However, the overall prevalence of cardiac manifestations among patients with HH is relatively low. In a study of 3,531 patients with HH, only 30 subjects studied were found to have dilated cardiomyopathy (0.9%) (91). In a more recent study of 1,085 patients with HH, evaluated from 1996 to 2009, only 34 patients (3.1%) were diagnosed with cardiomyopathy and 5 had cardiovascular-related death, predominantly those with a SF above 1,000 ng/mL (80).


The prevalence of diabetes among patients with HH is estimated at approximately 13%–23% (92). The presence of diabetes has been best established in patients with type 1 HH. A higher prevalence of glucose intolerance has been reported in patients with juvenile HH in comparison with type 1 or type 3 HH (92). Diabetes has been seen in up to 25% of patients with type 4 HH (92). The pathogenesis of diabetes in HH involves injury of pancreatic β-islet cells due to iron accumulation and development of hepatic insulin resistance from associated liver injury (93).

Hypogonadotropic hypogonadism is the most common nondiabetic endocrine disorder in HH, resulting from iron accumulation in the pituitary gland (94) and occurring most commonly in juvenile HH. In men, it presents as impotence, loss of libido, and osteoporosis, whereas in women, it causes amenorrhea or, less commonly, premature menopause (94,95). Hypothyroidism can also occur, and men are particularly affected, with a risk 80 times that of men in the general population (96). Additionally, up to 25% of patients with HH are affected with osteoporosis (97).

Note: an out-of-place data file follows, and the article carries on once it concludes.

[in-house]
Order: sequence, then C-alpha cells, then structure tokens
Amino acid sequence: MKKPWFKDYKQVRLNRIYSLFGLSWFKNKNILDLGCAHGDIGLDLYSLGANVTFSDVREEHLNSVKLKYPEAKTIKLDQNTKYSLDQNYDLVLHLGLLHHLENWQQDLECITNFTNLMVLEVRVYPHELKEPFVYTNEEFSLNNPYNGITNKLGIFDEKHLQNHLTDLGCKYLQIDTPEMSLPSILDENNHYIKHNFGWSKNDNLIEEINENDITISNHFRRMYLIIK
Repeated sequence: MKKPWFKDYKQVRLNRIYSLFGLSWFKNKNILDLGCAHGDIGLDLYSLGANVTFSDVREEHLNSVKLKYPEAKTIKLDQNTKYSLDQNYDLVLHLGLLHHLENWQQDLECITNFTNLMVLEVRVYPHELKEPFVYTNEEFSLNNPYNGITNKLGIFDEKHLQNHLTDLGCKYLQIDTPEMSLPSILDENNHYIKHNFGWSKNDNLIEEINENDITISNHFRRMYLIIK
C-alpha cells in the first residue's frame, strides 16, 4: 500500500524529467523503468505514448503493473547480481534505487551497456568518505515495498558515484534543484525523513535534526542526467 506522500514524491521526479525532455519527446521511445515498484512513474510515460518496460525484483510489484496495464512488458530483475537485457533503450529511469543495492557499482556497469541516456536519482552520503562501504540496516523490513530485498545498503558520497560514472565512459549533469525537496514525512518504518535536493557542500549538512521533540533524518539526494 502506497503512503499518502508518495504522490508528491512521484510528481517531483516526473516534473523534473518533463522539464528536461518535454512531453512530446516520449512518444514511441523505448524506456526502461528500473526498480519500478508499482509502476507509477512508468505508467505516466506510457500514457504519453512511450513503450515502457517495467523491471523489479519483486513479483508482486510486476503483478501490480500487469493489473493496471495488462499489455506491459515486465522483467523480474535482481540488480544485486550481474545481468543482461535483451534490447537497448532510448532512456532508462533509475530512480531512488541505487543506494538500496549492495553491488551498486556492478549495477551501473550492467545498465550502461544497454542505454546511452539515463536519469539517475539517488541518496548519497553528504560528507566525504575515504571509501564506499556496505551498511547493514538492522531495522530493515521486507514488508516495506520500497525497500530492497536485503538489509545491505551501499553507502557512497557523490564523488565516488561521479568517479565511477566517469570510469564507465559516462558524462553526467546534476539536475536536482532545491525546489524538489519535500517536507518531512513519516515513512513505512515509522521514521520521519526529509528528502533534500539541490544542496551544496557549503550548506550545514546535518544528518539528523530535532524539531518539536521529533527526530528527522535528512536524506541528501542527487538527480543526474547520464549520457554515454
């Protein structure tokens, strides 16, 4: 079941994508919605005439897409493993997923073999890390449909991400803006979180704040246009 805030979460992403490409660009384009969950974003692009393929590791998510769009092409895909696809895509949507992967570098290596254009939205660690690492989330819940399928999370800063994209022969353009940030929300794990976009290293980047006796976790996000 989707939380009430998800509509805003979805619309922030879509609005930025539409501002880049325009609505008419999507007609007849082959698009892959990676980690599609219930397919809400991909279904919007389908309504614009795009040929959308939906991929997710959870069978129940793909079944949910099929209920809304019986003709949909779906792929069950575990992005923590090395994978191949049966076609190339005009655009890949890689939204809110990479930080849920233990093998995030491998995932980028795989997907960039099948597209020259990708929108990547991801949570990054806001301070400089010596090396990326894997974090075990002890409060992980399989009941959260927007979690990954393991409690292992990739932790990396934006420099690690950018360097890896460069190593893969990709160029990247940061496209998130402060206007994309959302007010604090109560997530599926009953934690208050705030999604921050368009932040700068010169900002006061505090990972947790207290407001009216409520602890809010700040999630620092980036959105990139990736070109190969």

Arthropathy develops in patients with HH (65), predominantly in the second and third metacarpophalangeal joints. Other joints that may be involved include proximal interphalangeal joints, wrist, elbows, shoulder, and hips. Arthropathy is generally symmetrical and can be mono- or polyarticular (98). The presentation of HH-associated arthritis is similar to that of osteoarthritis and calcium pyrophosphate deposition disease (CPPD) (99). HH-associated arthritis can be distinguished from CPPD disease radiographically by its specific involvement of the second and third metacarpophalangeal joints and the hook-shaped osteophyte of the metacarpal head (100).


Hyperpigmentation may be one of the earlier signs of HH (101). Iron deposits in the skin lead to increased melanin production and deposition, giving rise to the characteristic metallic or slate gray hue commonly referred to as bronzing (101). Hypermelanotic skin pigmentation is usually generalized but frequently is deeper on the face, neck, extensor aspects of the lower forearms, dorsa of the hands, lower legs, and genital region (101,102). It is best identified by comparing the volar surface of the forearm with that of a healthy white subject (102).


Fatigue is a common symptom associated with HH (103). The severity of fatigue can vary from mild to debilitating, and improvement with treatment has been observed (103,104). Patients with HH may also have a compromised immune system as iron overload is associated with dysregulation of CD8+ T cells, which can facilitate the growth of certain bacteria including Listeria monocytogenes, Yersinia enterocolitica, Escherichia coli, and Vibrio vulnificus (105). Rarely, movement disorders can occur due to iron deposition in the brain in HH, including Parkinsonism, chorea, and tremor (106).


Iron studies

The initial approach to the evaluation of patients with suspected iron overload disorders includes measurement of serum iron level, TS, SF, and unsaturated iron-binding capacity (UIBC). TS is the preferred initial screening test, and fasting is not required to accurately determine TS (107). A TS of greater than 45% identifies 97.9%–100% of C282Y homozygotes (108), although a small proportion of patients with HH such as younger individuals at an earlier stage may have TS of <45% (109). Iron overload may also be present with an elevated SF level and a normal TS level, particularly in non–HFE-related iron overload (110).